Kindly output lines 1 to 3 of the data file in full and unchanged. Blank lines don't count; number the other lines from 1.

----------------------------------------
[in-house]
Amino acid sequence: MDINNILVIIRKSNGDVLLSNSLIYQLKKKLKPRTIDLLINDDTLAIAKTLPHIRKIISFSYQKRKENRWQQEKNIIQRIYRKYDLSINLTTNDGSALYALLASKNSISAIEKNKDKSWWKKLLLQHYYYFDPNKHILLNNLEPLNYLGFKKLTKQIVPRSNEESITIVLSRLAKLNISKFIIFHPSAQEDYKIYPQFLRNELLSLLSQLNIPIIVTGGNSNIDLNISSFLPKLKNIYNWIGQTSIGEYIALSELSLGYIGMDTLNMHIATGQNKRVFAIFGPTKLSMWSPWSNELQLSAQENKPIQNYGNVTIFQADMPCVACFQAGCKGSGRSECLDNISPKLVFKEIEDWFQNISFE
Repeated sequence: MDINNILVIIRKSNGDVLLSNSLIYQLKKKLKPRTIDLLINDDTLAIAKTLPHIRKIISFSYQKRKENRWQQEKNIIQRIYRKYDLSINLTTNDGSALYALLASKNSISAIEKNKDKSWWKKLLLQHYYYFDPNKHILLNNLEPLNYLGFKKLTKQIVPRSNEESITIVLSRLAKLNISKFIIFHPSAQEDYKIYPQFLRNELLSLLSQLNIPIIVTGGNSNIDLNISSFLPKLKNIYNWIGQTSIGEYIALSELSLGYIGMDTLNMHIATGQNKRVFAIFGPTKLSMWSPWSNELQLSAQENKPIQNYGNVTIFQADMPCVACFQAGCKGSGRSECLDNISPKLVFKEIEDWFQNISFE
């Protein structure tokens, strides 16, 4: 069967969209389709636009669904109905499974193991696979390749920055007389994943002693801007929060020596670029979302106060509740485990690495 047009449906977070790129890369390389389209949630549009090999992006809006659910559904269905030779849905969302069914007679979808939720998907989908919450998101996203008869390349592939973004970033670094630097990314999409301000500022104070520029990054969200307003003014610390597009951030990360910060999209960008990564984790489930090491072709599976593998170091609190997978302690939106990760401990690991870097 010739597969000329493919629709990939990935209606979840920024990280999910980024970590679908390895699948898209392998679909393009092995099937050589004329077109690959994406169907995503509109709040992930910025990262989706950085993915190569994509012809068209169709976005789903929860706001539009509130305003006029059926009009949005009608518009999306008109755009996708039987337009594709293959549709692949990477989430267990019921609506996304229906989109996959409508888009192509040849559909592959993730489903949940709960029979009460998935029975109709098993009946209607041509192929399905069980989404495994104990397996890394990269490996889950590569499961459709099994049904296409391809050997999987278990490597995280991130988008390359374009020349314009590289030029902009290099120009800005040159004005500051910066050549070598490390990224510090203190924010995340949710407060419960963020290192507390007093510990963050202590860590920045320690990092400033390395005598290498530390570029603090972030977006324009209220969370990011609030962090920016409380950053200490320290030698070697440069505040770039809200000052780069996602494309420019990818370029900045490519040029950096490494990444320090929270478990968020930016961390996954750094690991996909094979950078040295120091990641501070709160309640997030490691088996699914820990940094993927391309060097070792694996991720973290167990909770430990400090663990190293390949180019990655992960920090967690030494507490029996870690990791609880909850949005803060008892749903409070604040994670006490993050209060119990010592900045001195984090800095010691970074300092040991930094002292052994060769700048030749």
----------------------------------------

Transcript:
[in-house]
Amino acid sequence: MDINNILVIIRKSNGDVLLSNSLIYQLKKKLKPRTIDLLINDDTLAIAKTLPHIRKIISFSYQKRKENRWQQEKNIIQRIYRKYDLSINLTTNDGSALYALLASKNSISAIEKNKDKSWWKKLLLQHYYYFDPNKHILLNNLEPLNYLGFKKLTKQIVPRSNEESITIVLSRLAKLNISKFIIFHPSAQEDYKIYPQFLRNELLSLLSQLNIPIIVTGGNSNIDLNISSFLPKLKNIYNWIGQTSIGEYIALSELSLGYIGMDTLNMHIATGQNKRVFAIFGPTKLSMWSPWSNELQLSAQENKPIQNYGNVTIFQADMPCVACFQAGCKGSGRSECLDNISPKLVFKEIEDWFQNISFE
Repeated sequence: MDINNILVIIRKSNGDVLLSNSLIYQLKKKLKPRTIDLLINDDTLAIAKTLPHIRKIISFSYQKRKENRWQQEKNIIQRIYRKYDLSINLTTNDGSALYALLASKNSISAIEKNKDKSWWKKLLLQHYYYFDPNKHILLNNLEPLNYLGFKKLTKQIVPRSNEESITIVLSRLAKLNISKFIIFHPSAQEDYKIYPQFLRNELLSLLSQLNIPIIVTGGNSNIDLNISSFLPKLKNIYNWIGQTSIGEYIALSELSLGYIGMDTLNMHIATGQNKRVFAIFGPTKLSMWSPWSNELQLSAQENKPIQNYGNVTIFQADMPCVACFQAGCKGSGRSECLDNISPKLVFKEIEDWFQNISFE